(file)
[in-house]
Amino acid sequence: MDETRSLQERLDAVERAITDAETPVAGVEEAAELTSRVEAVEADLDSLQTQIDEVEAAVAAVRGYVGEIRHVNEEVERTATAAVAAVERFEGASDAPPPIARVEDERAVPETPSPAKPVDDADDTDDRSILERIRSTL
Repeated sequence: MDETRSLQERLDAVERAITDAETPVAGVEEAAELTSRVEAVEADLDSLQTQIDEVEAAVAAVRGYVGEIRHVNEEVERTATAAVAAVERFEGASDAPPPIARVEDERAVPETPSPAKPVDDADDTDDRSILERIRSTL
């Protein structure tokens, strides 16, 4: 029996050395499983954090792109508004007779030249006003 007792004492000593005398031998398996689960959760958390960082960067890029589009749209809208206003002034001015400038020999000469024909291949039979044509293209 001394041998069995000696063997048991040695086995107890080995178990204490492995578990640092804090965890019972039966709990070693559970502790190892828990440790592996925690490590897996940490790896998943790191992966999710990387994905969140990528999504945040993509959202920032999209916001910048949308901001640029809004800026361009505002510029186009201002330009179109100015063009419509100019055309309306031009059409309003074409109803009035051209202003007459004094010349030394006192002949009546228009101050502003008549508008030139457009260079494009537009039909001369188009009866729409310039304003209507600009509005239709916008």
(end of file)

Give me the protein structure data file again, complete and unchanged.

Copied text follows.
[in-house]
Amino acid sequence: MDETRSLQERLDAVERAITDAETPVAGVEEAAELTSRVEAVEADLDSLQTQIDEVEAAVAAVRGYVGEIRHVNEEVERTATAAVAAVERFEGASDAPPPIARVEDERAVPETPSPAKPVDDADDTDDRSILERIRSTL
Repeated sequence: MDETRSLQERLDAVERAITDAETPVAGVEEAAELTSRVEAVEADLDSLQTQIDEVEAAVAAVRGYVGEIRHVNEEVERTATAAVAAVERFEGASDAPPPIARVEDERAVPETPSPAKPVDDADDTDDRSILERIRSTL
């Protein structure tokens, strides 16, 4: 029996050395499983954090792109508004007779030249006003 007792004492000593005398031998398996689960959760958390960082960067890029589009749209809208206003002034001015400038020999000469024909291949039979044509293209 001394041998069995000696063997048991040695086995107890080995178990204490492995578990640092804090965890019972039966709990070693559970502790190892828990440790592996925690490590897996940490790896998943790191992966999710990387994905969140990528999504945040993509959202920032999209916001910048949308901001640029809004800026361009505002510029186009201002330009179109100015063009419509100019055309309306031009059409309003074409109803009035051209202003007459004094010349030394006192002949009546228009101050502003008549508008030139457009260079494009537009039909001369188009009866729409310039304003209507600009509005239709916008």